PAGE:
- Due to its mechanism of action, eculizumab (Soliris) may increase the risk for life-threatening disseminated gonococcal infection (DGI).
Why this matters
- Remain vigilant for meningococcal and DGI among patients receiving eculizumab.
- Familiarity with/adherence to CDC guidelines for gonorrhea screening, patient education on heightened severe infection risk is essential.
- Include DGI in differentials of patients on eculizumab presenting with gram-negative diplococcal infections (especially with skin, joint involvement).
- Avoid macrolide prophylaxis if possible.
- 9 FDA Adverse Event Reporting System pre-, postmarketing Neisseria gonorrhoeae (N gonorrhoeae) infection safety reports.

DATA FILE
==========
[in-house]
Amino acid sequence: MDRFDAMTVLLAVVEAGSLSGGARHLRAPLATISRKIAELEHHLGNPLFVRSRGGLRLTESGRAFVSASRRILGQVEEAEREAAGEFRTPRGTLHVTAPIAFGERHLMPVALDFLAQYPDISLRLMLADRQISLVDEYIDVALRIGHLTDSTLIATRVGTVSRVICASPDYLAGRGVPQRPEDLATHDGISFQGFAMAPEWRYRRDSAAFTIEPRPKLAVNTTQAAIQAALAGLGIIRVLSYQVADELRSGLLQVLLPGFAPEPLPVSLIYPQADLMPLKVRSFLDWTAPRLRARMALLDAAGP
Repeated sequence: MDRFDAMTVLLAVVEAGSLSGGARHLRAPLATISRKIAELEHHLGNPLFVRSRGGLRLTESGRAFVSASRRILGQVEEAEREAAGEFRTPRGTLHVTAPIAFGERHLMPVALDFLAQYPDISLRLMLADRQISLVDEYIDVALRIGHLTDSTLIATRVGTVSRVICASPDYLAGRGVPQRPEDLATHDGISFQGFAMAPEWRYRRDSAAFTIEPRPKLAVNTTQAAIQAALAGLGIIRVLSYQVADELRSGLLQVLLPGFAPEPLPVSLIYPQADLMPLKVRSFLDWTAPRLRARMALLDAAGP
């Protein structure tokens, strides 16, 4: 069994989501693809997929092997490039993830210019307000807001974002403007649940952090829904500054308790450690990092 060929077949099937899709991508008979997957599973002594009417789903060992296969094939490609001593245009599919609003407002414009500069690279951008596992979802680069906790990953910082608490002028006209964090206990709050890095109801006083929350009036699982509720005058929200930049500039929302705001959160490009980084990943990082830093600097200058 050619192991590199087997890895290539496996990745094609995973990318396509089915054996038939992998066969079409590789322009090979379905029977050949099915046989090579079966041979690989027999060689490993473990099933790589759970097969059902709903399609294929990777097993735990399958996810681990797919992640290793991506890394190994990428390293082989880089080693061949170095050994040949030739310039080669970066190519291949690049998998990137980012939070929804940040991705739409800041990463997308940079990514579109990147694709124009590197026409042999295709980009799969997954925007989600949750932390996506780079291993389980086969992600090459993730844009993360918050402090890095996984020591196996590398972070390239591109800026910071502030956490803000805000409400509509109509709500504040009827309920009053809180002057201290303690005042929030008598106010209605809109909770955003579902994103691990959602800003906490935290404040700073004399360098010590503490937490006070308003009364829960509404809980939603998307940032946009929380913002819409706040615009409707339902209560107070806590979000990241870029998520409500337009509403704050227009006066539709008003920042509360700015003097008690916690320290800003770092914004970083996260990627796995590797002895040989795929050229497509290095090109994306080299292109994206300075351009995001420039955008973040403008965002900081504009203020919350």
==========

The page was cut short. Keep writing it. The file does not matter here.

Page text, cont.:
- 89% (8/9) were classified as disseminated; all were hospitalized.
- 87.5% (7/8) had positive blood culture, 1 with positive cervical culture, subsequent joint pain, and DGI diagnosis, leading to mortality.
- 2 patients had septic shock, requiring vasopressors during acute period of illness.
- 3/6 patients were on concomitant antibiotic prophylaxis; definitive antibiotics for N gonorrhoeae included: ceftriaxone (n=4), azithromycin (n=2), meropenem (n=1), and ciprofloxacin (n=1).
- Case series describing N gonorrhoeae infection among patients receiving eculizumab, particularly among those progressing to DGI.
- Funding: FDA, CDC.
- Database inconsistencies.
- Reporting bias.
- Small case numbers.
- Majority of cases under age 25 years, increasing baseline risk regardless of eculizumab therapy.